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It's a story of the 1970s. Of a road trip in a wood-paneled station wagon, with the kids in the way-back, singing along to the Steve Miller Band. Brothers waking up early on Saturday mornings for five consecutive hours of cartoons and advertising jingles that they'll be humming all day. A father - one of 3M's greatest and last eight-track-salesman fathers - traveling across the country on the brand-new Boeing 747, providing for his family but wanting nothing more than to get home.
It's Steve Rushin's story: of growing up within a '70s landscape populated with Bic pens, Mr. Clean and Scrubbing Bubbles, lightsabers, and those oh-so-coveted Schwinn Sting-Ray bikes. Sting-Ray Afternoons paints an utterly fond, psychedelically vibrant, laugh-out-loud-funny portrait of an exuberant decade. With sidesplitting commentary, Rushin creates a vivid picture of a decade of wild youth, cultural rebirth, and the meaning of parental, brotherly, sisterly, whole lotta love.
PLEASE NOTE: When you purchase this title, the accompanying reference material will be available in your Library section along with the audio.
Customer ReviewsMost Helpful
By Sharey on 07-06-17
Nostalgic--A Compendium of Throwbacks!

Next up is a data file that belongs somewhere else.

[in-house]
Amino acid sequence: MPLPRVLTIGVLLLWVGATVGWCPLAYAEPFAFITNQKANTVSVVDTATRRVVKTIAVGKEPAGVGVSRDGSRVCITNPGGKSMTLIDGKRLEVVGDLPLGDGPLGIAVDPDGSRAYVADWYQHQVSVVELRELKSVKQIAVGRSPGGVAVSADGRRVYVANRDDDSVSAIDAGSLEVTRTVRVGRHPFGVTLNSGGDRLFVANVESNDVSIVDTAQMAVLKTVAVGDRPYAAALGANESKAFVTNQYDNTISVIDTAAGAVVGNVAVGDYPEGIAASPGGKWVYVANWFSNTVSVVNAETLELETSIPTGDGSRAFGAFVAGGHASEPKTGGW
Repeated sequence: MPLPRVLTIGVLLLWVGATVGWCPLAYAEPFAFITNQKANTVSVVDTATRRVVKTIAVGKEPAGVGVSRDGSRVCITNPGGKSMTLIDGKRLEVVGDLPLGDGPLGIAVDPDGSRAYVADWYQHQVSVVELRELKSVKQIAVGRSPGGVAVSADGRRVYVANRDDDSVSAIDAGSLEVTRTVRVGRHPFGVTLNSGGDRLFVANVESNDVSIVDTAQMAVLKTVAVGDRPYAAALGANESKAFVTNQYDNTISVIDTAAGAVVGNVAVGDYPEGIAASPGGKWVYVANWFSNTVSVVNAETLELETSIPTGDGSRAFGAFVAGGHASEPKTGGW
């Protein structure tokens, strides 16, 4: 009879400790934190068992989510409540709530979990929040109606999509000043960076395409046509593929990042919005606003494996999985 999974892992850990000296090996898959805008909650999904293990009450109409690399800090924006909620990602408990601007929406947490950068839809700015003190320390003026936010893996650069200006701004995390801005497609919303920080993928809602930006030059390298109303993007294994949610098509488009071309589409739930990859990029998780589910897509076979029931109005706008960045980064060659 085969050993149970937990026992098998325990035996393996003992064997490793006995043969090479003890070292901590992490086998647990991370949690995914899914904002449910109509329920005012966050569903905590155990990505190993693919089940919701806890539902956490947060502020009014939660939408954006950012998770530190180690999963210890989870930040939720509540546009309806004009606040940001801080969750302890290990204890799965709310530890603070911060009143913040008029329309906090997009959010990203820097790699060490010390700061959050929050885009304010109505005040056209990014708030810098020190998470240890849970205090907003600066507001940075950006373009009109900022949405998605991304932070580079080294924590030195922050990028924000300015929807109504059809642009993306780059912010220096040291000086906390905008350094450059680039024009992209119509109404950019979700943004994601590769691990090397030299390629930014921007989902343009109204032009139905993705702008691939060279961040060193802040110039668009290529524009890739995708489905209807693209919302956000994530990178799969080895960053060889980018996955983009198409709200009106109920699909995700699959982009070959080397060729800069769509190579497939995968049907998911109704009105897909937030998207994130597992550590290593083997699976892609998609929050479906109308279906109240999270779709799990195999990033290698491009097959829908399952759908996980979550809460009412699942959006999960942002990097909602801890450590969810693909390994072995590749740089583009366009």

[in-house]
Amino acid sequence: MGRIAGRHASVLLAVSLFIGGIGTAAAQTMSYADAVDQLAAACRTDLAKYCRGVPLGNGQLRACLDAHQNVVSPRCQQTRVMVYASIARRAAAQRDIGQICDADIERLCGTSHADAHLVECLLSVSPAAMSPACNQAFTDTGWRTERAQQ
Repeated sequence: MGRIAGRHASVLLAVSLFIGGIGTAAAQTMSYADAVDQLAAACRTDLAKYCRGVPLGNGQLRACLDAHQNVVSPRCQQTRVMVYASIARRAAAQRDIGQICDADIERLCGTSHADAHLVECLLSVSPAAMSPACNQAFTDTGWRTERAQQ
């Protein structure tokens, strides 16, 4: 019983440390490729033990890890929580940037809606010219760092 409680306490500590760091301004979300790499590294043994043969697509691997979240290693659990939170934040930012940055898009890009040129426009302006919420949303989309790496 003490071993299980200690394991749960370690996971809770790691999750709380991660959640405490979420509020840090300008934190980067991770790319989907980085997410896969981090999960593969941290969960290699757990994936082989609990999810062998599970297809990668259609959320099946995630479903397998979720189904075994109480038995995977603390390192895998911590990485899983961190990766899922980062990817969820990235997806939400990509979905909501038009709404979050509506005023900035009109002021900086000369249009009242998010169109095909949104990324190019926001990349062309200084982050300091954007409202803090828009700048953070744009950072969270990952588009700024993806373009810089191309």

If you were born in the fifties or sixties, you might enjoy this review of all the trivia you grew up with. It will bring make memories, and remind you how far we've come, for better or worse. Find a spot in your backyard and settle in for an enjoyable ride back to your past. It seems a lot of our lives across America during this time were extremely similar, despite no Internet and limited television. Uncanny, actually. I could relate to everything in this book despite growing up in a different state.
I LOVED THIS BOOK! Perfect narration, too.
7 of 8 people found this review helpful
By Lili on 01-16-18
Uneven, quirky, nostalgic, heartfelt
This book was really all over the road for me...the hyper attention to period brands, the rhythm of the narrator...I almost quit the book several times in annoyance. But at some point I decided to forge ahead and eventually the book settled into an actual memoir and not just an infomercial for period products and norms.
It seems a bit odd that the author, now over 50, can manage to recall, in moment to moment detail, events from when he was six to around 14. But it was great to read about a family with both the usual sibling rivalries but also lovingly crafted portraits of his parents. I think this book is both a love letter to his parents, and to the period he grew up in...from Neil Armstrong landing on the moon, to Sting-Ray bikes, to the Mary Tyler Moore show, it’s all in there.
Both the book and the narrator grew on me, and I came to enjoy the book quite a bit after an initially rocky start. If you read the book, be sure to check out the PDF...the old photos are fun.
1 of 1 people found this review helpful